The low-level anxiety of modern life

I’m now assigned to a new project that will go the next two or three years, and I’ve been on it a year already. We had our kick-off meeting this week, had two meetings prior to that, to discuss and align on how that would go with the smaller team, then I prepared mock flip-charts with lists of deliverables and proposed risks, and asked them to make sure it was right.

I got into the conference room two hours early and started lining up the flip-charts, to make sure they’d all fit on the walls, since I had about 18. The idea was to have the attendees write concerns, risks, whatever, on Post-its and stick them up on the flip-chart that corresponds to the functional area or phase.

I got the flip-charts that have adhesive on the back, but they flapped with the HVAC, so I had to get the blue painter’s tape to tape them up without damaging the paint.

I printed sets of the kick-off deck and placed them by the seats for the 30 attendees, put Post-its and pens out, even had time to make a couple press pots of coffee from Tanzania.

It went pretty much perfectly, which happens sometimes if you’re fussy and controlling. Controlling enough to ensure you create the right environment where people with different styles give you the information you need.

I logged more than 100 items in an Excel spreadsheet I stole from a former PM, called the RAID log. RAID stands for Risks, Actions, Issues, Dependencies. One worksheet for each! Many columns and values to rank severity, status, originator, owner, and so forth.

She came to help save a project that had slid a year, and brought with her a kind of humorless librarian attitude, of structure and rules. She used CAPS in her status report announcing THE PROJECT IS TURNING RED, and so forth. She was graying, wore no make-up, and tapped her pen softly on the desk when she was thinking, to punctuate a point.

She didn’t renew her contract, and a different PM took her place. He wore tattoos and didn’t tuck his shirt in, but talked fast and stood up in the middle of a steering committee that was going south and whipped out his project plan on the AV, dialed-down to the hour of specificity on estimates for release and completion, probably 1,000 lines of tasks, logic and dependencies. He got the conversation back on track (and the project).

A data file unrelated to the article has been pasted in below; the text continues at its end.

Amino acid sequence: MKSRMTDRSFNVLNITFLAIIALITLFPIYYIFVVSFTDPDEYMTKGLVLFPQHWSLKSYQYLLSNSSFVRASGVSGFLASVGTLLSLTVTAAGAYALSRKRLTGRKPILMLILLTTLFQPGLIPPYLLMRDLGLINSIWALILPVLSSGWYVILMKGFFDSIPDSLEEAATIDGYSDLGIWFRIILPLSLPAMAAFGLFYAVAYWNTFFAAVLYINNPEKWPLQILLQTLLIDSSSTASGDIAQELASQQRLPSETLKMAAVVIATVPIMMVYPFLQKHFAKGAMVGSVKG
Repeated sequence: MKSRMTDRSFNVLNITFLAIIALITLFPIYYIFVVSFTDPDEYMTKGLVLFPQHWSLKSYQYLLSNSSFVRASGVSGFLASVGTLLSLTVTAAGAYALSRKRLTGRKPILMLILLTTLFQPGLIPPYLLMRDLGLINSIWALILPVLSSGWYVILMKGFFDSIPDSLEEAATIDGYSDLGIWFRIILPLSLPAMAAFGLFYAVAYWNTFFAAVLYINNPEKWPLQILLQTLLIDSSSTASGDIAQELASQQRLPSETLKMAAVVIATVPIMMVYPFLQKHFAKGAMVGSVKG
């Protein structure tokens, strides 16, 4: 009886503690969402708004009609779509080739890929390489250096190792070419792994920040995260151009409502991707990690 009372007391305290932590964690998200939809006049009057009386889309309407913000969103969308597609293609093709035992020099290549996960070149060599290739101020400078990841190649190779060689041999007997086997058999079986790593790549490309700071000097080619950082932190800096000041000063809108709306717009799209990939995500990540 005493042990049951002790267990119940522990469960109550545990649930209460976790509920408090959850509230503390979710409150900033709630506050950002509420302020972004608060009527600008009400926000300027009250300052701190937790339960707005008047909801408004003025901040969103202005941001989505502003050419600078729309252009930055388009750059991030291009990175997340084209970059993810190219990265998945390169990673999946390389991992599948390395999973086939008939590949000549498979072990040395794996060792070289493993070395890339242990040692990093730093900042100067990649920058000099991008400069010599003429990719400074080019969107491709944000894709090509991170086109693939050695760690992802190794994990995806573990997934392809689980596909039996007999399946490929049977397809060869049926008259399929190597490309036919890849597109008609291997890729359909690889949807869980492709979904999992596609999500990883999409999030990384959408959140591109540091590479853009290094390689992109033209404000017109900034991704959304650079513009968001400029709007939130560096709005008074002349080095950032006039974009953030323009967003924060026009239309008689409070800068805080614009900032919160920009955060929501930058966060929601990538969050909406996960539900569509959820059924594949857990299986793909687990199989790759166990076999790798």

Getting people in China to stop using email and spreadsheets and start entering information into a database isn’t as easy as you’d like it to be. Discussing with them what it is and what it needs to do just doesn’t work via email or phone. We broke down and had to start using the Telepresence Room.

Telepresence is expensive and dominated by the executives – meaning, it took a lot for us to get the rights to use the room because they tend to hog it.

And we’d have to do it after 5 PM to be on China time. That’s a great way to end your day: working a full eight or nine hours, then starting a two hour meeting to talk business process and system flows for accounting functions (with China).

You dial in through a phone and then it activates the video somehow, and there they are: five or six of these people we’ve been talking to for months, sitting in chairs right across from us at the same scale, in real time. The table is semi-circular, and the screens of the people in China complete the circle with an arc.

I got off the project. My last week on it, I attended an all-night session that started around 8 PM and went until 2 AM. We were good about taking breaks, and I got to see the crappy, broken street by my work that I walk every day, after nightfall.

I passed the Starbucks store across the street, and watched the employees putting the chairs on the tables as they mopped. They were setting up for the Christmas promotion, it was mid-November. Paper dioramas of happy people in scarves, signaling the bliss of holiday retail season and all the comforts of the season (warm milk, with sugar).

I looked down the side-street where the guy in the van lives and sleeps and thought, how ironic I’d get knifed on the same street I haunt during the day every day, and so I decided against it.

I drove home with the windows open to keep awake across the bridge, and saw the Chinese images on the screen behind my eyes, their gait and expressions as we talked about the system, and what it had to do.


About pinklightsabre

William Pearse publishes memoir, travel journals, poetry and prose, and lives in the Pacific Northwest.
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1 Response to The low-level anxiety of modern life

  1. rossmurray1 says:

    Now THAT’S a shout-out!


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